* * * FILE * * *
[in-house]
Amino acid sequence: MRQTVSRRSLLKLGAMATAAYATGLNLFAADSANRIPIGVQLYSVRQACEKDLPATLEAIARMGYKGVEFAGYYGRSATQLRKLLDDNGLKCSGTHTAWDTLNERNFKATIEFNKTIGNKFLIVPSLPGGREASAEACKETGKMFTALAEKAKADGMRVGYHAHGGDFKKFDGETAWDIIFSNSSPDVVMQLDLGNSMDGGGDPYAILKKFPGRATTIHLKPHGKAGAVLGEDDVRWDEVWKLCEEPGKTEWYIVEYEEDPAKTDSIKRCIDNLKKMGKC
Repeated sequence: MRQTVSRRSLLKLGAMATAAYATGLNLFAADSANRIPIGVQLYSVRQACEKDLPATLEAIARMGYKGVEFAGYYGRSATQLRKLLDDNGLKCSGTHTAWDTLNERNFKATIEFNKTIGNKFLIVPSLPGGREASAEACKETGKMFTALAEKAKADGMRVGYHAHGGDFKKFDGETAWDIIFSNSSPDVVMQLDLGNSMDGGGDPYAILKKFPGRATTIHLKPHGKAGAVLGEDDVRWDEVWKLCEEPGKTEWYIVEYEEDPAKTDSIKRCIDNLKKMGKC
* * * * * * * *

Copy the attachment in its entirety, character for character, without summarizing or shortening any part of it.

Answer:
[in-house]
Amino acid sequence: MRQTVSRRSLLKLGAMATAAYATGLNLFAADSANRIPIGVQLYSVRQACEKDLPATLEAIARMGYKGVEFAGYYGRSATQLRKLLDDNGLKCSGTHTAWDTLNERNFKATIEFNKTIGNKFLIVPSLPGGREASAEACKETGKMFTALAEKAKADGMRVGYHAHGGDFKKFDGETAWDIIFSNSSPDVVMQLDLGNSMDGGGDPYAILKKFPGRATTIHLKPHGKAGAVLGEDDVRWDEVWKLCEEPGKTEWYIVEYEEDPAKTDSIKRCIDNLKKMGKC
Repeated sequence: MRQTVSRRSLLKLGAMATAAYATGLNLFAADSANRIPIGVQLYSVRQACEKDLPATLEAIARMGYKGVEFAGYYGRSATQLRKLLDDNGLKCSGTHTAWDTLNERNFKATIEFNKTIGNKFLIVPSLPGGREASAEACKETGKMFTALAEKAKADGMRVGYHAHGGDFKKFDGETAWDIIFSNSSPDVVMQLDLGNSMDGGGDPYAILKKFPGRATTIHLKPHGKAGAVLGEDDVRWDEVWKLCEEPGKTEWYIVEYEEDPAKTDSIKRCIDNLKKMGKC